It will come as no surprise to learn that the majority of startups fail.
What is success?
Success can be defined by many factors but, from a strictly business perspective, it’s all about the money. Making profit is the name of the game – or at least breaking even. If the primary objective isn’t making a profit, it’s not a business. At best it’s a social enterprise or charity; at worst it’s merely a hobby.
Creatives are often guilty of wanting to use their passion to run a business but actually treating it as a hobby. It probably doesn’t help that many, if not most, academic courses in computing and design don’t teach how to apply technical theory to real business situations. Growing your business requires you to sidestep any technical rules that are in contrast to the needs of the business. That is, all technical implementation needs to be executed with a focus on being profitable – even at the expense of breaking technical principles if required.
1. Know your purpose
What need does your startup address? Why will people care? If you can answer these two major questions you’re already well on your way to success.
2. Do something you love
If your heart isn’t in it, the temptation to bail during difficult times will be high. If you’re able to do something that you love, you’ll have much more motivation to keep persevering. Startups require more than a 40 hour work week—make sure this is something you’re willing to do around the clock!
3. Believe in yourself
Self-doubt can be crippling, so it’s important that you believe in yourself. If you know that you’re putting 100 percent into making your business a success, you’ll find that self-confidence often follows.
4. Surround yourself with supportive people
While you don’t want to surround yourself with “yes” men, it’s also important that you don’t have to constantly contend with people putting you and your business down. Don’t waste your time or energy on the defense.
5. Learn from criticism
Relentless negativity is of no use to you, but thoughtful criticism can be very valuable. Any opportunity to improve an aspect of your business should be warmly welcomed.
6. Challenge conventional wisdom
Learn to spot when helpful advice is merely a suggestion to conform to the popular paradigm of the times.
7. Keep learning
Think you know it all? Think again. There’s always more to learn, so be wary of becoming too complacent. Everything you learn is an opportunity to improve your business. That goes for mistakes as well—all startups will suffer from mistakes, but the entrepreneurs that learn from them are likely to be in the successful 25 percent.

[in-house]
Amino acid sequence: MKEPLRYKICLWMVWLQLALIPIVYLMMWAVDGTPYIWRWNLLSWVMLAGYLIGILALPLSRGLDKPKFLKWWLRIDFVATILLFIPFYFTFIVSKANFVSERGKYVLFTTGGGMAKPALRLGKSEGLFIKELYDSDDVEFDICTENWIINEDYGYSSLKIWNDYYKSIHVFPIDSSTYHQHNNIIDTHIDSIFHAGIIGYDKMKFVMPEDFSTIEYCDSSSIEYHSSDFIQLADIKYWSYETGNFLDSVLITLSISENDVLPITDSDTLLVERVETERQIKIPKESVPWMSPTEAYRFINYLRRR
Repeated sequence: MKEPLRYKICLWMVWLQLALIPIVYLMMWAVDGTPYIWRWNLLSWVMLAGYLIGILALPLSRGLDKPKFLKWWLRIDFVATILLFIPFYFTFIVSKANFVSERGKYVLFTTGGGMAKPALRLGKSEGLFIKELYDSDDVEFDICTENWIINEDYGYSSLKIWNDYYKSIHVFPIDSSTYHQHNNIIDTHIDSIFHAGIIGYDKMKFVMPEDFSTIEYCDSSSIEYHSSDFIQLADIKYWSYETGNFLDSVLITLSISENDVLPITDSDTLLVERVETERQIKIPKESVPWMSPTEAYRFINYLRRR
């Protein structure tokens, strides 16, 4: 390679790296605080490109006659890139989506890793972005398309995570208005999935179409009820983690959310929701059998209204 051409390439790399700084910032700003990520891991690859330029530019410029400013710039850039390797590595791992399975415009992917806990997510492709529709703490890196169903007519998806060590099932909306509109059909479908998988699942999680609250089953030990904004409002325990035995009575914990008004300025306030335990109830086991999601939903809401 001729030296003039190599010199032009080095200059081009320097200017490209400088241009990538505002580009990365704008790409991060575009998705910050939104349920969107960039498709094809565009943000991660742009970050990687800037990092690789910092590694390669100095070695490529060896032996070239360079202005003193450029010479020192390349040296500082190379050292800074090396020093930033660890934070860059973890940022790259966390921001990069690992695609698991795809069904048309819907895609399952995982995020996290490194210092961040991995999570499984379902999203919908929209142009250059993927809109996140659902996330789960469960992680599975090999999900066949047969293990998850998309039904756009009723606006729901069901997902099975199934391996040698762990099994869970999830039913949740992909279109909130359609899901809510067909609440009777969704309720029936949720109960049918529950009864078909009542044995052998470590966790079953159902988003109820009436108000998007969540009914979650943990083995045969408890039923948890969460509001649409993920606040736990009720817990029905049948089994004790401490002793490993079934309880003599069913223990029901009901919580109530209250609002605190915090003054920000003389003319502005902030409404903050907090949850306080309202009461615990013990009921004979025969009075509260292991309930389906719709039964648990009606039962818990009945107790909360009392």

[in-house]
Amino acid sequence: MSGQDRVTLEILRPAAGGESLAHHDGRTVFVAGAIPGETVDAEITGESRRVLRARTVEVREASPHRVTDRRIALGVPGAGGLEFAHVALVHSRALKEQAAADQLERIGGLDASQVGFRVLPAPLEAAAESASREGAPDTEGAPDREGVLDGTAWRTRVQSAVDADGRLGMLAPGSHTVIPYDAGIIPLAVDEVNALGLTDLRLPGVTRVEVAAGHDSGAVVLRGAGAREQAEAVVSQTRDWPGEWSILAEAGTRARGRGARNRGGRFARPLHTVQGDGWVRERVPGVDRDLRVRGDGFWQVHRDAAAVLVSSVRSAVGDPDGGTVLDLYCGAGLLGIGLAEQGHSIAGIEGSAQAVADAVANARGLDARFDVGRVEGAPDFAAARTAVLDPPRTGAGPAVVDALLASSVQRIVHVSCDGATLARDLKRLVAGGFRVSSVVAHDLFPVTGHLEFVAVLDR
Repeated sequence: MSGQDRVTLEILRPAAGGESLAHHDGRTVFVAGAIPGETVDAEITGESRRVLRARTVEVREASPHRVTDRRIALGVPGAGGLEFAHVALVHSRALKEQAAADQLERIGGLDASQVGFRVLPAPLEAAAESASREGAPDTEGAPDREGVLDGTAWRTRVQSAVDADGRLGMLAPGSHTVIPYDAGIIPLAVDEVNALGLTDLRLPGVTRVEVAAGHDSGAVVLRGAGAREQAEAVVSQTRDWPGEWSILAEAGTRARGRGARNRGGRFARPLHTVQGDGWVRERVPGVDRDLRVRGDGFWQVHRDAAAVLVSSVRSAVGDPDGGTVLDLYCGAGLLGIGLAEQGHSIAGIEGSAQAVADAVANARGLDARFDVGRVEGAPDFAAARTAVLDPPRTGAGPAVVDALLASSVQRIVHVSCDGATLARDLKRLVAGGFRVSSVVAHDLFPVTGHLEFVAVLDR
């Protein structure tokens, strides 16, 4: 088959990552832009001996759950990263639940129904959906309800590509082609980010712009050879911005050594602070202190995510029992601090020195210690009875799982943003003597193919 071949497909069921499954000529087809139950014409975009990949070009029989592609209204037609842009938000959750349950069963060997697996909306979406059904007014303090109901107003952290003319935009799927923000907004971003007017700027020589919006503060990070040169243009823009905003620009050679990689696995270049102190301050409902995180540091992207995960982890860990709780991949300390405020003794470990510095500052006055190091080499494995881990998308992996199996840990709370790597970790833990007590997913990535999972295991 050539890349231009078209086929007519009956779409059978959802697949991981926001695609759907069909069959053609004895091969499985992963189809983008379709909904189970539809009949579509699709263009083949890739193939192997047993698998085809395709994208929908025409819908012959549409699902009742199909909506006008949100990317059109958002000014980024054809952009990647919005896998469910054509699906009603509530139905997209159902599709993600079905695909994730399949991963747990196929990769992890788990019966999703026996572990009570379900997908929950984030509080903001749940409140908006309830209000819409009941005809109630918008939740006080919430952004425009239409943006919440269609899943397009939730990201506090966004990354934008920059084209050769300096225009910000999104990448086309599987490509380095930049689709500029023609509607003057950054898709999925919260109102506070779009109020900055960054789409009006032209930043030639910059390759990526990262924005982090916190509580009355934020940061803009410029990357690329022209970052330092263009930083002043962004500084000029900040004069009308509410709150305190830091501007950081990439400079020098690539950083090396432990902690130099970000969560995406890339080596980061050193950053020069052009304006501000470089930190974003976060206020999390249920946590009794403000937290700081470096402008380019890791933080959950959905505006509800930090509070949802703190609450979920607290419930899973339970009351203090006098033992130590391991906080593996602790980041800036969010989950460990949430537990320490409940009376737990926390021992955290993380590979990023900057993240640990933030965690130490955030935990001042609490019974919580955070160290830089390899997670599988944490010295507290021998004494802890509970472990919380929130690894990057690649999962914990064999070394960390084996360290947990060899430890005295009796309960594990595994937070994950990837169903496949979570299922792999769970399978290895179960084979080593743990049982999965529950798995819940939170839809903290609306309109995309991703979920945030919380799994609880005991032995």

8. Pick a good name
“Good” can be a subjective qualifier, so you should try making your decision based on what your target audience would enjoy.
9. Serve your customer, not yourself
While you should rightfully feel ownership of your startup, remember that ultimately it’s there to serve your customer and not you—vanity projects won’t last long. Keep the customer in mind with every decision you make, and you’ll build a product or service they can get excited about.
10. Find out what your customers want
Blindly assuming you know what your customers want could prove costly. Fortunately, researching it first doesn’t have to be expensive—you can search forums, ask questions on social media, or spend some money on surveying opinions (and save yourself a pricey mistake!
11. Raise the right amount of capital
While you need enough money to give your startup every chance of success, bear in mind that having too much can make you lazy and all too willing to part with your cash. Of course, you may want the option to access emergency funds—you’ll just have to make sure you can stick to a strict budget and define what exactly an emergency is.
12. Plan thoroughly
A business plan is much more than a necessary evil to help you get funding—it can act as a guide and keep you focused on the task at hand. It’s easy to get caught up in the minute details and lose sight of the big picture.
13. Don’t plan forever
Don’t get caught in the trap of thinking that since you’re planning you’re being productive. Planning must make way for doing—preferably sooner rather than later, so use your time wisely.
14. Carry on planning
Once you’ve done a bit of doing, go ahead and go back to planning. Constantly re-evaluating your business and the direction it’s going in can help you find opportunities for growth.
15. Anticipate the future
Nobody can know for sure what tomorrow will bring, but if you keep yourself informed and learn how to spot upcoming trends, you’ll be much more likely to successfully predict the future.
However, no one can predict everything—you’re only human, after all—so make sure you and your business are flexible enough to react to surprises quickly. Don’t follow in the footsteps of movie rental company Blockbuster, the latest business to have failed in recent years because of their inability to roll with the punches.
17. Network online
Harness the power of social media to help connect you with potential employees, partners, clients, providers, or people that can promote your product or service.
18. Start marketing
If people don’t know you exist you can’t expect positive results. Whatever your budget, there are things you can do to start getting the word about your start up out now—tweet, contact blogs, and tell everyone willing to listen about your new venture.
19. Surround yourself with the right people
Networking is a means to an end—you need to establish who is worth your time and who isn’t. Don’t underestimate the value of someone useful, and similarly, don’t underestimate the destructive potential of someone who isn’t.